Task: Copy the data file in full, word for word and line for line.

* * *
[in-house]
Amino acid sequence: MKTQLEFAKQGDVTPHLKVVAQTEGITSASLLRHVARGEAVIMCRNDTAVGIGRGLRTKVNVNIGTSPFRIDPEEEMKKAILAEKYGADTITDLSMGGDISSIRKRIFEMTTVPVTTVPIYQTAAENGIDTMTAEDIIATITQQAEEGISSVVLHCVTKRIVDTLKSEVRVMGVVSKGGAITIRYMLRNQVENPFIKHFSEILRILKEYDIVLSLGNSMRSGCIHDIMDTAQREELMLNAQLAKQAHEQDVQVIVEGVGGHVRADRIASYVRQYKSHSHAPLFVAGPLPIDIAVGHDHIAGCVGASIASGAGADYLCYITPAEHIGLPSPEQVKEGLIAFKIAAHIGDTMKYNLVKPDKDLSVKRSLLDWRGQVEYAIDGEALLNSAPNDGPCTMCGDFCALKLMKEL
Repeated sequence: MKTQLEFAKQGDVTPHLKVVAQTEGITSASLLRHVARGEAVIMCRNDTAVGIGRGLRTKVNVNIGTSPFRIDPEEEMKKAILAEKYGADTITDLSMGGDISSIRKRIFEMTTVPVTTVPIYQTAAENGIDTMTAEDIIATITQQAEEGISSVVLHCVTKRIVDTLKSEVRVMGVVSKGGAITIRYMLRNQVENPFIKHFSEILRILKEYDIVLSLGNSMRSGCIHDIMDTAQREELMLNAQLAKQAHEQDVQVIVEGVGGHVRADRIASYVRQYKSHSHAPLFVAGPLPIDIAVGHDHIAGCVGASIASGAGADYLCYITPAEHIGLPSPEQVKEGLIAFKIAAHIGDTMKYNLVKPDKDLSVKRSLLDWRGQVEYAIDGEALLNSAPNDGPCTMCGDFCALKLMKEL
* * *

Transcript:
[in-house]
Amino acid sequence: MKTQLEFAKQGDVTPHLKVVAQTEGITSASLLRHVARGEAVIMCRNDTAVGIGRGLRTKVNVNIGTSPFRIDPEEEMKKAILAEKYGADTITDLSMGGDISSIRKRIFEMTTVPVTTVPIYQTAAENGIDTMTAEDIIATITQQAEEGISSVVLHCVTKRIVDTLKSEVRVMGVVSKGGAITIRYMLRNQVENPFIKHFSEILRILKEYDIVLSLGNSMRSGCIHDIMDTAQREELMLNAQLAKQAHEQDVQVIVEGVGGHVRADRIASYVRQYKSHSHAPLFVAGPLPIDIAVGHDHIAGCVGASIASGAGADYLCYITPAEHIGLPSPEQVKEGLIAFKIAAHIGDTMKYNLVKPDKDLSVKRSLLDWRGQVEYAIDGEALLNSAPNDGPCTMCGDFCALKLMKEL
Repeated sequence: MKTQLEFAKQGDVTPHLKVVAQTEGITSASLLRHVARGEAVIMCRNDTAVGIGRGLRTKVNVNIGTSPFRIDPEEEMKKAILAEKYGADTITDLSMGGDISSIRKRIFEMTTVPVTTVPIYQTAAENGIDTMTAEDIIATITQQAEEGISSVVLHCVTKRIVDTLKSEVRVMGVVSKGGAITIRYMLRNQVENPFIKHFSEILRILKEYDIVLSLGNSMRSGCIHDIMDTAQREELMLNAQLAKQAHEQDVQVIVEGVGGHVRADRIASYVRQYKSHSHAPLFVAGPLPIDIAVGHDHIAGCVGASIASGAGADYLCYITPAEHIGLPSPEQVKEGLIAFKIAAHIGDTMKYNLVKPDKDLSVKRSLLDWRGQVEYAIDGEALLNSAPNDGPCTMCGDFCALKLMKEL